Submitted to: Society of Citrus Nurserymen International Congress
Publication Type: Proceedings
Publication Acceptance Date: 4/30/2011
Publication Date: 6/1/2011
Citation: Krueger, R., Lovatt, C.J. 2011. Good Bud, Bad Bud. Society of Citrus Nurserymen International Congress. CD. Interpretive Summary:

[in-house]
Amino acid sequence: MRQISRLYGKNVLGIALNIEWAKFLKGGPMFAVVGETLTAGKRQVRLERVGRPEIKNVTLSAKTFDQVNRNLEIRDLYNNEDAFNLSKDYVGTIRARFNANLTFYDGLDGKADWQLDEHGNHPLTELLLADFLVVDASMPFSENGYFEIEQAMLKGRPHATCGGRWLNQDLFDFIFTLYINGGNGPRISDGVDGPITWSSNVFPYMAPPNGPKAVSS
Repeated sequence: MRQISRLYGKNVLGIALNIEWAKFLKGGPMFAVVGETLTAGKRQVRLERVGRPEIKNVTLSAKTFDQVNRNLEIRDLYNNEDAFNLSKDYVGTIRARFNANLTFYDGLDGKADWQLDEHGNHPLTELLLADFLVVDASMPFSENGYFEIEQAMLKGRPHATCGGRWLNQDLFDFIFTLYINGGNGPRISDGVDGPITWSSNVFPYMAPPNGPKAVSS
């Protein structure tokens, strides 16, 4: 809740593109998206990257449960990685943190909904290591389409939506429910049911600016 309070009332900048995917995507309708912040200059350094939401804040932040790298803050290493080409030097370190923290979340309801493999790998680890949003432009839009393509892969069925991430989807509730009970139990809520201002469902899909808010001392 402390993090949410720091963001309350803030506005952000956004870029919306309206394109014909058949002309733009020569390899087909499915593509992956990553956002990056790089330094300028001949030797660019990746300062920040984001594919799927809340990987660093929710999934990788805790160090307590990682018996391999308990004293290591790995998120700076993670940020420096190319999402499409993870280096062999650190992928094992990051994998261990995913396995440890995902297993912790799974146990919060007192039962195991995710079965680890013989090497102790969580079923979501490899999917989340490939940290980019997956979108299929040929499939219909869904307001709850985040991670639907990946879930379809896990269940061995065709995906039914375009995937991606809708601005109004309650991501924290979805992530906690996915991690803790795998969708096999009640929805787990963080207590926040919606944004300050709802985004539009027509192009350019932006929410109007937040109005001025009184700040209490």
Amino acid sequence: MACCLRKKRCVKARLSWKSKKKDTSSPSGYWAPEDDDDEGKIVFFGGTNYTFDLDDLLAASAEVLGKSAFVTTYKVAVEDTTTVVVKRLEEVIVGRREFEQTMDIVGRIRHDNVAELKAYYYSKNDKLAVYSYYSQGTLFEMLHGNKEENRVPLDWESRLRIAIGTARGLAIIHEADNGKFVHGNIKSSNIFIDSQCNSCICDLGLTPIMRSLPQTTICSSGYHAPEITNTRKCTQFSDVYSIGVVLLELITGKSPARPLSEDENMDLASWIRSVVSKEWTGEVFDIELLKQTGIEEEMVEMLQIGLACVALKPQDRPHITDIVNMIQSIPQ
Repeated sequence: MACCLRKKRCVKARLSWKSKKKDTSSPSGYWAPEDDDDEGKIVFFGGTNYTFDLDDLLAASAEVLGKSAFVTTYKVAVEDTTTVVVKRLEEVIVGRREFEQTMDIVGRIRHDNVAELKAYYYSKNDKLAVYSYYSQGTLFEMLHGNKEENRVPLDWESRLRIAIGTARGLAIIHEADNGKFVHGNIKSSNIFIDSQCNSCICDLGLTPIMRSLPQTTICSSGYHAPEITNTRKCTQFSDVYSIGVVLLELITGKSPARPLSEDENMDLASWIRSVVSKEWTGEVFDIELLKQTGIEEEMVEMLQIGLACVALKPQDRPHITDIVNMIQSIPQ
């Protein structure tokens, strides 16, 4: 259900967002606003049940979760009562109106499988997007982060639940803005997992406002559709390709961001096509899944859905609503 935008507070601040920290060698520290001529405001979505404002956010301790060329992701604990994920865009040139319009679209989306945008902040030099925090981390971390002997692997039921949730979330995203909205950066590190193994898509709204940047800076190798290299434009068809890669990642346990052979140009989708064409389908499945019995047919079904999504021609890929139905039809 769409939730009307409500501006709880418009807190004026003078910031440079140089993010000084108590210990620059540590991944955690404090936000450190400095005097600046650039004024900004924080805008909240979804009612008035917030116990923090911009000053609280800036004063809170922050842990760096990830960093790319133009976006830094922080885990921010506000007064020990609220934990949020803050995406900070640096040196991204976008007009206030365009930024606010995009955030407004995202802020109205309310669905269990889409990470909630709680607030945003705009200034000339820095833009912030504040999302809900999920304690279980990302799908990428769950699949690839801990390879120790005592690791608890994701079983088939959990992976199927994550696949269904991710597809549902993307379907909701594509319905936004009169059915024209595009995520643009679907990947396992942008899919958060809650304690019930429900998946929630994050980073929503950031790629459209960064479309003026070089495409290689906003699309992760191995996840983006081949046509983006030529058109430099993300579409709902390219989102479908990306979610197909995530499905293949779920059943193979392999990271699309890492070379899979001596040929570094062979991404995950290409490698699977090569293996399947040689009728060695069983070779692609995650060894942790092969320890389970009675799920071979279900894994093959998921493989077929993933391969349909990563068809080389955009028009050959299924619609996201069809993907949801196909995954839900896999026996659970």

Technical Abstract: Citrus cultivars produce branches that can be characterized as “floral” and “vegetative”. Both types of mother branches produce the same number of daughter shoots, but floral mother branches produce a greater proportion of inflorescences (>95%) compared to vegetative shoots. In contrast, vegetative mother branches produce a lower proportion of floral shoots (~50%) and a greater proportion vegetative shoots (~50%) than floral mother branches. The sectors of the tree in which floral branches are found produce a larger proportion of the tree’s total fruit number than the sectors of the tree in which vegetative branches are found. Our hypothesis is that trees propagated from buds taken from floral branches will retain the internal physiological status of the floral mother branches and hence produce a greater proportion of floral branches than trees propagated from buds taken from vegetative mother branches. The greater number of floral branches would result in these trees being more productive. Buds from the two types of mother shoots collected from ‘Tahiti’ lime and ‘Washington’ navel orange were budded on ‘Carrizo’ citrange rootstocks. Ten trees of each cultivar were established in the field at UC-Riverside. The trees were harvested when 3 years old. Trees propagated with buds from floral mother shoots produced more fruit per tree compared to trees propagated with buds from vegetative mother shoots. For ‘Tahiti’ lime compare 153 fruit (73 kg) per tree to 133 fruit (57 kg) per tree, respectively (P = NS). For ‘Washington’ navel orange compare 67 fruit (83 kg) per tree produced with buds from floral mother shoots to 54 fruit (66 kg) per tree produced with buds from vegetative mother shoots (P = 0.06).